technique requires a somewhat elaborate set-up.  The 
scapular manipulation method has been shown to be 
less successful when performed by inexperienced 
operators.  Thus, it is not the simplest method here.  
However, all of these methods have been reported to 
be highly effective overall.

Which method is the least painful?
     The two recently described techniques in the 
literature, the Snowbird technique and scapular 
manipulation, were reported to be less painful 
compared to other methods.  This was concluded 
because only a small fraction of the patients required 
narcotic analgesics and/or benzodiazepines.  While 
most texts recommend narcotic analgesics and/or 
benzodiazepines routinely, this often is not done.  I 
generally recommend IV narcotic analgesics and/or 
benzodiazepines to patients prior to reduction.  
However, in my experience, more than half the 
teenagers decline this (when the patient is empowered 
to make this decision) because it will delay reduction 
which is what they really want.  In these instances 
where IV medications are declined, reduction using the 
external rotation is achieved quickly and patients 
tolerate it well.  However, it is intriguing that the 
scapular manipulation method is reported to be the 
least painful in an uncontrolled study.  Because of this,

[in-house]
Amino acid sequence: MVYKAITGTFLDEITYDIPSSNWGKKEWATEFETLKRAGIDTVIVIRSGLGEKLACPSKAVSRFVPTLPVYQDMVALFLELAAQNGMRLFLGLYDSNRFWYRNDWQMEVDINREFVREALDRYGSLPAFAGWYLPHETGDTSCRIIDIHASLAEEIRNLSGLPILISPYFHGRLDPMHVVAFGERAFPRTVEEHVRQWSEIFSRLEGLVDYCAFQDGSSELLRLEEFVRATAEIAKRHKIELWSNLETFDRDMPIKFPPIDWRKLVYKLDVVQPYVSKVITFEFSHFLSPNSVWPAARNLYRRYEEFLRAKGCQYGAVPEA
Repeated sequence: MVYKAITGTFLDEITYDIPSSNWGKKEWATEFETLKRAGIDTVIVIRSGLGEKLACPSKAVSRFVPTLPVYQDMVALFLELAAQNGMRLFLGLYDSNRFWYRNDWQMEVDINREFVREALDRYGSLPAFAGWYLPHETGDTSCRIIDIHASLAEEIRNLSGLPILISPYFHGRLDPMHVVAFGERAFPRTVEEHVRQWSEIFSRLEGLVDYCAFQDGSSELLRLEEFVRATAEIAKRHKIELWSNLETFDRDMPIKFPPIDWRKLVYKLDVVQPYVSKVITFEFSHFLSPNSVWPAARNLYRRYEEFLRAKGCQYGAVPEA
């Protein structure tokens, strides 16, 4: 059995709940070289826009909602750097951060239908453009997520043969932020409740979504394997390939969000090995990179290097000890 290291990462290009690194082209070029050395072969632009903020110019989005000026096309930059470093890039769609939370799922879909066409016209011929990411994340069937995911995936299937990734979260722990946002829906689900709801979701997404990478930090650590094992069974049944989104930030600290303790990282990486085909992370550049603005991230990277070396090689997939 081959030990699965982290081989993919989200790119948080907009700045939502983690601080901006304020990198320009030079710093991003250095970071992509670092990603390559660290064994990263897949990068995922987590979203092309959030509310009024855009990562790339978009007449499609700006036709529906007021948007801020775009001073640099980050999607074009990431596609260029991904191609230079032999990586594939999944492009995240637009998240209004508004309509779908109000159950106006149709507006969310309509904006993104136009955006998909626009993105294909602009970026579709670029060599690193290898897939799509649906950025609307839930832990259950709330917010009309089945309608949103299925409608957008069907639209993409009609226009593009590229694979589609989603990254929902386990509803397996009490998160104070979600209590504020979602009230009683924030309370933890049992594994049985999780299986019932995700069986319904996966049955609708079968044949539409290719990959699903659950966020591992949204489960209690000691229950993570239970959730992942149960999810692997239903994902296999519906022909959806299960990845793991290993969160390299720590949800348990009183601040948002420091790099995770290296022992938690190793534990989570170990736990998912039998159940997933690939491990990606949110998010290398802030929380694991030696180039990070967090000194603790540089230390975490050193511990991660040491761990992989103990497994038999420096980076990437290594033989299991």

it should be considered after identifying the anatomic 
landmarks and practicing the technique on a colleague 
(without a dislocated shoulder of course).

     1.  The Shoulder and Upper Arm.  In:  Simon RR, 
Koenigsknecht SJ.  Emergency Orthopedics:  The 
Extremities, second edition.  Norwalk, CT, Appleton & 
Lange, 1987, pp. 323-332.
     2.  Lyman JL, Ervin ME.  Management of Common 
Dislocations.  In:  Roberts JR, Hedges JR (eds).  
Clinical Procedures in Emergency Medicine.  
Philadelphia, W.B. Saunders Company, 1985, pp. 
     3.  Westin CD, Gill EA, Noyes ME, Hubbard M.  
Anterior Shoulder Dislocation:  A Simple and Rapid 
Method for Reduction.  Am J Sports Med 
     4.  Kothari RU, Dronen SC.  Prospective Evaluation 
of the Scapular Manipulation Technique in Reducing 
Anterior Shoulder Dislocations.  Ann Emerg Med 
     5.  McNamara RM.  Reduction of Anterior Shoulder 
Dislocations by Scapular Manipulation.  Ann Emerg 
Med 1993:22(7):1140-1144.

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Web Page Author:
Loren Yamamoto, MD, MPH
Associate Professor of Pediatrics
University of Hawaii John A. Burns School of Medicine